Nine in ten British expatriates (89 per cent) say they enjoy a better quality of life in their adopted country, according to research by NatWest.
Natural environment, climate, leisure and expatriate healthcare are top of the list for expats’ quality of life, the International Personal Banking Quality of Life Report, jointly produced with the Centre for Future Studies (CFS), found.
Reduced working hours, more leisure time and a better work-life balance were also noted as things emigrants prefer about their life abroad.
The vast majority (87 per cent) of expats said they would rate their work-life balance as being excellent or good, and 89 per cent said the same about their working environment.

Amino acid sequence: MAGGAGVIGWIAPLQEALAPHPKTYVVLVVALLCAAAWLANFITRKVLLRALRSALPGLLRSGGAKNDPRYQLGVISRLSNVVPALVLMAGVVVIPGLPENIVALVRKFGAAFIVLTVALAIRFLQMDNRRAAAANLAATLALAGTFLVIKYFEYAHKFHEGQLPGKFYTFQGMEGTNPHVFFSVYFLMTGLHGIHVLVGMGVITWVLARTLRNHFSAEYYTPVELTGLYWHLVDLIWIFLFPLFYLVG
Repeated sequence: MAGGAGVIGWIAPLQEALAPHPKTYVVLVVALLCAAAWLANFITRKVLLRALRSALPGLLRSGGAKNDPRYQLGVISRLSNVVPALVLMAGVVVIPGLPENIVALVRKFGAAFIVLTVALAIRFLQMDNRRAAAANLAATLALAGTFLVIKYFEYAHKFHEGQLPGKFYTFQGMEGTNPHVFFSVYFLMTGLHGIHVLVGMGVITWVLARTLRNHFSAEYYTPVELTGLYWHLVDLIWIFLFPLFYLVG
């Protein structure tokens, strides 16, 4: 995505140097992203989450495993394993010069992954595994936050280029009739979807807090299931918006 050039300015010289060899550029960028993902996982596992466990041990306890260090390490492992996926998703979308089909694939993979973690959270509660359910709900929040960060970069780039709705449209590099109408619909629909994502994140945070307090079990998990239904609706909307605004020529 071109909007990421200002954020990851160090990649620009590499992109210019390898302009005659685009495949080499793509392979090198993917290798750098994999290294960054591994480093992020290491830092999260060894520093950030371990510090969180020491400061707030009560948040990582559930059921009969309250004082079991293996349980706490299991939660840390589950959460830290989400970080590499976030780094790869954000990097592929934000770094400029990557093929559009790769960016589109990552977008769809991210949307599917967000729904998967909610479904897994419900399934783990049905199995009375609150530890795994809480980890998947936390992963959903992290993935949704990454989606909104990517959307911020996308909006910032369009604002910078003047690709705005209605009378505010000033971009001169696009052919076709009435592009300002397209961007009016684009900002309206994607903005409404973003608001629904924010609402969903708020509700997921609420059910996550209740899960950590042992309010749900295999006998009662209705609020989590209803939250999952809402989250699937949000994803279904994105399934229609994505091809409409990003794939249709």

More than nine in ten (92 per cent) respondents said their expatriate experience has surpassed expectations, and less than one-fifth (19 per cent) said they would return to the UK at some point, down from 26 per cent who said the same in 2008.
Dave Isley of NatWest said: "It seems the grass really is greener for [British expats] living abroad as our study shows. The fact that fewer expats say they will return to the UK in the future, compared to three years ago, proves that the pace of life, work-life balance and earning potential abroad means life as an expat is sunnier in more ways than one – and that they are weathering the financial storm."
The survey also found that expatriate professionals earn on average £20,000 more than their UK counterparts, and 92 per cent reported a salary increase over the last three years.
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